SOHO NAS Reviews
SOHO NAS reviews generally focus on NAS devices that feature 1 to 4 bays of storage and enable SOHO (small office home office) users to quickly and easily backup their important data - whether that data is work documents, family photos, a music and movie collection or anything else that users want to secure. These SOHO NAS reviews feature products that have simple management tools but still offer a significant feature-set so that users benefit from robust functionality without being overwhelmed by complexity.
by Tucker Mindrum

Synology DiskStation DS216+ Review

The Synology DS216+ is equipped with high-quality components and two drive bays giving it a unique appeal to performance-minded users that don't necessarily need a huge storage pool. That being said, users can still enjoy up to 16TB of storage (using two 8TB HDDs), which is certainly enough capacity for the home user and at least through the beginning stages of smaller businesses. Synology has also designed the DS216+ to make the installation of hard drives quick and easy, as it uses a screw-less bays with hot-swappable support to eliminate the need for any tools.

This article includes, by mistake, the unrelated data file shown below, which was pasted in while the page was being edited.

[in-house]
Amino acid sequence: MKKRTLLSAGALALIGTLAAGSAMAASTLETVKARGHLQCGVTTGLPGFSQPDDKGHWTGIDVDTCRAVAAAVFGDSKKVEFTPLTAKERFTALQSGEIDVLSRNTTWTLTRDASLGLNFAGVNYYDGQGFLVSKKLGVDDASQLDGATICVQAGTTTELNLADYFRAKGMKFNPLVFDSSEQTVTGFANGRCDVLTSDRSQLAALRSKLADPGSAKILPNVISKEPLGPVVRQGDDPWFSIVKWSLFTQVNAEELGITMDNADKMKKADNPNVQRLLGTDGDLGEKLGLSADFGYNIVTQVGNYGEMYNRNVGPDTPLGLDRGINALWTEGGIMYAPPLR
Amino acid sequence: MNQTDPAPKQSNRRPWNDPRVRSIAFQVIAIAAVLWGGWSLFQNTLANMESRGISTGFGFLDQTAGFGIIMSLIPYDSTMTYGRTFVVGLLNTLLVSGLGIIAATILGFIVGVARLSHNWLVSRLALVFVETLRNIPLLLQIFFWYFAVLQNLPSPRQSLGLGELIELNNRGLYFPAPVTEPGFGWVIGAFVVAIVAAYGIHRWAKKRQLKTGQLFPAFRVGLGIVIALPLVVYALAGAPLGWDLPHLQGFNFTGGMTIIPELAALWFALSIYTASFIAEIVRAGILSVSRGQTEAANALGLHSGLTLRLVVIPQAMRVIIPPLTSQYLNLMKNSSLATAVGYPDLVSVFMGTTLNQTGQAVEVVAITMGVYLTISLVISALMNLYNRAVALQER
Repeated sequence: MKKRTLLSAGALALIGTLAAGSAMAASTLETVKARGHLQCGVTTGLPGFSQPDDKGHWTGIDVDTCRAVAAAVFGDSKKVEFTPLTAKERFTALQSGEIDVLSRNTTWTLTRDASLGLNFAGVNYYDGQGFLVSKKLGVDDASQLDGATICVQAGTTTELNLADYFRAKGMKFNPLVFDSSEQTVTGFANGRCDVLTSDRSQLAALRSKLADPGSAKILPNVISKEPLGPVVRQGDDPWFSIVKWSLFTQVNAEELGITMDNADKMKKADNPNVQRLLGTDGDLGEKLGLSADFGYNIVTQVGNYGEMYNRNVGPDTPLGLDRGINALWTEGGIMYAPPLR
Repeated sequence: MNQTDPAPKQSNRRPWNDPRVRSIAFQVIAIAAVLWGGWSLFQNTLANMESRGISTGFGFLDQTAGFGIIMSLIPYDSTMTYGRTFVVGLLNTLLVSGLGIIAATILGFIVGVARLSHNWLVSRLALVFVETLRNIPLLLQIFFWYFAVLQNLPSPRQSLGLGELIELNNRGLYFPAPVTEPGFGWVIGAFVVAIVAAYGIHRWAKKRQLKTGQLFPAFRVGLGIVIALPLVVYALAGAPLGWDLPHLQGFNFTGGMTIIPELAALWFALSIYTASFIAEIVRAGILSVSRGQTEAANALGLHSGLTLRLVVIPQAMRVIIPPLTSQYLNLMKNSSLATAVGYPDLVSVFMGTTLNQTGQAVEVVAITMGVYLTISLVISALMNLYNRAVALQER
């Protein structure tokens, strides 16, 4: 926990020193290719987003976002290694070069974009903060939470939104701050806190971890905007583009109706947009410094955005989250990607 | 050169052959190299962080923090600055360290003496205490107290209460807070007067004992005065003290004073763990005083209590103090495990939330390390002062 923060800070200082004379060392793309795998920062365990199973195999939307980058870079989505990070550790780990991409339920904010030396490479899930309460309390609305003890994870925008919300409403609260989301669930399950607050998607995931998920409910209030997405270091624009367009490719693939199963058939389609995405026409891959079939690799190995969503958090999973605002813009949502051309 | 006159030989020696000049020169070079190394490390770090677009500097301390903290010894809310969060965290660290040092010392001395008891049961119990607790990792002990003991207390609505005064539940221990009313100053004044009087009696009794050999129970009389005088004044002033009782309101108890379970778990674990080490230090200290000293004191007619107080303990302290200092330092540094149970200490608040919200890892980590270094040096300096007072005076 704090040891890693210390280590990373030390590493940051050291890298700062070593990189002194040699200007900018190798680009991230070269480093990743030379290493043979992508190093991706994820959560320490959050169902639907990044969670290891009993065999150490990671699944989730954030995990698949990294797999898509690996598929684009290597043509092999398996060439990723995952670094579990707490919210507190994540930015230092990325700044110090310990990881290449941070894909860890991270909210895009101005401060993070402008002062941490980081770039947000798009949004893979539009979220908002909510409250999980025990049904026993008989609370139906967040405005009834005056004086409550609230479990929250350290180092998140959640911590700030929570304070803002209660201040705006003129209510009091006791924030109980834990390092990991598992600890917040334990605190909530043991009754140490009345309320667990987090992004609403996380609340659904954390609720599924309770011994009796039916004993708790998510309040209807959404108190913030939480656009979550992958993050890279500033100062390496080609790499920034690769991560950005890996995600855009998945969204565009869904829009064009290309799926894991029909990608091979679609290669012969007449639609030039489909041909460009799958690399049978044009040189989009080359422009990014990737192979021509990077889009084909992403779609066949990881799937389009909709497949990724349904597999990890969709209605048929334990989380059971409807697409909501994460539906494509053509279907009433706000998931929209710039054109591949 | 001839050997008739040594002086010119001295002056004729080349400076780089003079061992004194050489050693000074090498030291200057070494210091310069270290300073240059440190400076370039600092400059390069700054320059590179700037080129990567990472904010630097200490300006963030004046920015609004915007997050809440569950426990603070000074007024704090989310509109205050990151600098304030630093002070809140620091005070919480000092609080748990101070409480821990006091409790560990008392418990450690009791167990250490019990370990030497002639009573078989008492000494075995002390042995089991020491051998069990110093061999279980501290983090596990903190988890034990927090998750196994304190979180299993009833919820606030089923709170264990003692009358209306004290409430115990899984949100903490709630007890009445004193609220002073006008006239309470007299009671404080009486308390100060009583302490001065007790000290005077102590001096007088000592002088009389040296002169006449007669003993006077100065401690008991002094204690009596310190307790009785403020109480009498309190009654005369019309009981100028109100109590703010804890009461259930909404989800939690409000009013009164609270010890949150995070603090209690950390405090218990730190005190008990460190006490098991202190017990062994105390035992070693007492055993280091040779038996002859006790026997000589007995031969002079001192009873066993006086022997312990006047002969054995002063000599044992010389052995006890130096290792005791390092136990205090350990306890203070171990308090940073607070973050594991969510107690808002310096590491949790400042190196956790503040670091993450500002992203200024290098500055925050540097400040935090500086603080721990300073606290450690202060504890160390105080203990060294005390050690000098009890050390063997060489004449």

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by Lyle Smith

Synology DiskStation DS216j Review

Released in March of this year, the Synology DiskStation DS216j is touted as the more affordable model of the DS216 line (which includes the DS216play and DS216se). Even though this is considered a more budget-oriented model, this 2-bay DiskStation still features a dual-core CPU with a hardware encryption engine, the latter which helps diverts encryption calculation tasks away from the main CPU for optimized efficiency. Synology has specifically designed the DS216j for home users with looking for an effective storage solution that focuses on multimedia streaming as well as seamless file management and synchronization.

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by Tucker Mindrum

Synology DiskStation DS416slim Review

The 4-bay DS416slim was designed to serve home users or professionals in need of a compact and energy-efficient NAS. Although the DS416slim is part of Synology's J Series, which is their budget line, it includes everything that a personal user or small business would need. Unlike most of Synology's DiskStation models, the DS416slim uses 2.5" drives, which is key to its compact size. However this comes with capacity limitations versus models that leverage 3.5" drives.